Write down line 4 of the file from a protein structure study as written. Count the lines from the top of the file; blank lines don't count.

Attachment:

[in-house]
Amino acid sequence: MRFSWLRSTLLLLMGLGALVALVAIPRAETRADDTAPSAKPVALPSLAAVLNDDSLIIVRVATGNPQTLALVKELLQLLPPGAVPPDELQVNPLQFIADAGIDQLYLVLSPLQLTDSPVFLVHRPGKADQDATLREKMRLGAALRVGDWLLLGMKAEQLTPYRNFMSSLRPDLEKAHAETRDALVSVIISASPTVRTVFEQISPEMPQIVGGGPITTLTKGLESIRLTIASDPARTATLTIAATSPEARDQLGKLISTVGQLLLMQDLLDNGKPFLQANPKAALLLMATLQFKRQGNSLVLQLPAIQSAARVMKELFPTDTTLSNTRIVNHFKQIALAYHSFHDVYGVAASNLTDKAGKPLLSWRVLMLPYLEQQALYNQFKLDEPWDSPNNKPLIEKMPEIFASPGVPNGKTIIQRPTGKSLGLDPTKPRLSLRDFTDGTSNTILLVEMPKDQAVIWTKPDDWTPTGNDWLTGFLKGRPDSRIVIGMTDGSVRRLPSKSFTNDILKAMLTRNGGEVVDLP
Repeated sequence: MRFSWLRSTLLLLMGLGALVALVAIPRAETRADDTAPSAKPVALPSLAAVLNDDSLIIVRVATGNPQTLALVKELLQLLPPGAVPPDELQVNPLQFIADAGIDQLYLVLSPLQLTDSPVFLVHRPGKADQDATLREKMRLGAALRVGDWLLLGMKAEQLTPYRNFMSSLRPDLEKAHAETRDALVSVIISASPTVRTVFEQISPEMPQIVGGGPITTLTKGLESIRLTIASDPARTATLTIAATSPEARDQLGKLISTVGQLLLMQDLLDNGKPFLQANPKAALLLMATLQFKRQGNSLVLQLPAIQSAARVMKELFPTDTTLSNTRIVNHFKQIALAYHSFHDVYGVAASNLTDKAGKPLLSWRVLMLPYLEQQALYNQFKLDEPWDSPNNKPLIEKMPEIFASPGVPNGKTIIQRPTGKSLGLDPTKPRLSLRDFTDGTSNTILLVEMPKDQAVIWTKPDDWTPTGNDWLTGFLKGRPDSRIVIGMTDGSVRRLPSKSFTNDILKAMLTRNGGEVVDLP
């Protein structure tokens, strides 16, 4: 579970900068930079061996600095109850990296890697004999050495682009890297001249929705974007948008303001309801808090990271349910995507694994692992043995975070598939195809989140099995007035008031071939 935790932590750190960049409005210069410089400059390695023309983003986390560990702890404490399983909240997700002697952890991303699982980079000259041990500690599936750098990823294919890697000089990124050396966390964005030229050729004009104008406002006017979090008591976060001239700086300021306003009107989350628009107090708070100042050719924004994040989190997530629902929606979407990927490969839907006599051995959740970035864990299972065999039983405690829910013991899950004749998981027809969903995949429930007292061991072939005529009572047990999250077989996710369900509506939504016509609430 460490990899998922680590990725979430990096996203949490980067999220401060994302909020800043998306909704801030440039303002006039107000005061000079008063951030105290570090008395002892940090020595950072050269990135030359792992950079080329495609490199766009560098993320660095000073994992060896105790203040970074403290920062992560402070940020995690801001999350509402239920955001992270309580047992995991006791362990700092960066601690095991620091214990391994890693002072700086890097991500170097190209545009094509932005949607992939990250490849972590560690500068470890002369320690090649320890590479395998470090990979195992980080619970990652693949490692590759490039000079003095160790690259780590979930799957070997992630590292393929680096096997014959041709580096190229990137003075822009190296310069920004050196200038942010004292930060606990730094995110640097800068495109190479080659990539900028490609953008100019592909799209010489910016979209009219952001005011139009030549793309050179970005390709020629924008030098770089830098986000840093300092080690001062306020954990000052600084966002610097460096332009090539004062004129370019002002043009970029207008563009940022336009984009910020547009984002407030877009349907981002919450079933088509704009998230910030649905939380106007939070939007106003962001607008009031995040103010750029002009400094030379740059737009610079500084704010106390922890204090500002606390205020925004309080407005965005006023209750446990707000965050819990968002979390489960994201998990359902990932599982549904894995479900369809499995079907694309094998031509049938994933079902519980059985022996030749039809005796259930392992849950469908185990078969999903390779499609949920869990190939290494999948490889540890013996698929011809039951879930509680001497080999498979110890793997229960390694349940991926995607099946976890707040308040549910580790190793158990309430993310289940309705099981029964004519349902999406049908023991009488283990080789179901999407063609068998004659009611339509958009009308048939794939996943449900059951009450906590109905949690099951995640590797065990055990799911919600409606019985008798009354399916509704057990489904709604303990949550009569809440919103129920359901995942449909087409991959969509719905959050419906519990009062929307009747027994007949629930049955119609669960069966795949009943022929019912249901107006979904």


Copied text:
């Protein structure tokens, strides 16, 4: 579970900068930079061996600095109850990296890697004999050495682009890297001249929705974007948008303001309801808090990271349910995507694994692992043995975070598939195809989140099995007035008031071939 935790932590750190960049409005210069410089400059390695023309983003986390560990702890404490399983909240997700002697952890991303699982980079000259041990500690599936750098990823294919890697000089990124050396966390964005030229050729004009104008406002006017979090008591976060001239700086300021306003009107989350628009107090708070100042050719924004994040989190997530629902929606979407990927490969839907006599051995959740970035864990299972065999039983405690829910013991899950004749998981027809969903995949429930007292061991072939005529009572047990999250077989996710369900509506939504016509609430 460490990899998922680590990725979430990096996203949490980067999220401060994302909020800043998306909704801030440039303002006039107000005061000079008063951030105290570090008395002892940090020595950072050269990135030359792992950079080329495609490199766009560098993320660095000073994992060896105790203040970074403290920062992560402070940020995690801001999350509402239920955001992270309580047992995991006791362990700092960066601690095991620091214990391994890693002072700086890097991500170097190209545009094509932005949607992939990250490849972590560690500068470890002369320690090649320890590479395998470090990979195992980080619970990652693949490692590759490039000079003095160790690259780590979930799957070997992630590292393929680096096997014959041709580096190229990137003075822009190296310069920004050196200038942010004292930060606990730094995110640097800068495109190479080659990539900028490609953008100019592909799209010489910016979209009219952001005011139009030549793309050179970005390709020629924008030098770089830098986000840093300092080690001062306020954990000052600084966002610097460096332009090539004062004129370019002002043009970029207008563009940022336009984009910020547009984002407030877009349907981002919450079933088509704009998230910030649905939380106007939070939007106003962001607008009031995040103010750029002009400094030379740059737009610079500084704010106390922890204090500002606390205020925004309080407005965005006023209750446990707000965050819990968002979390489960994201998990359902990932599982549904894995479900369809499995079907694309094998031509049938994933079902519980059985022996030749039809005796259930392992849950469908185990078969999903390779499609949920869990190939290494999948490889540890013996698929011809039951879930509680001497080999498979110890793997229960390694349940991926995607099946976890707040308040549910580790190793158990309430993310289940309705099981029964004519349902999406049908023991009488283990080789179901999407063609068998004659009611339509958009009308048939794939996943449900059951009450906590109905949690099951995640590797065990055990799911919600409606019985008798009354399916509704057990489904709604303990949550009569809440919103129920359901995942449909087409991959969509719905959050419906519990009062929307009747027994007949629930049955119609669960069966795949009943022929019912249901107006979904």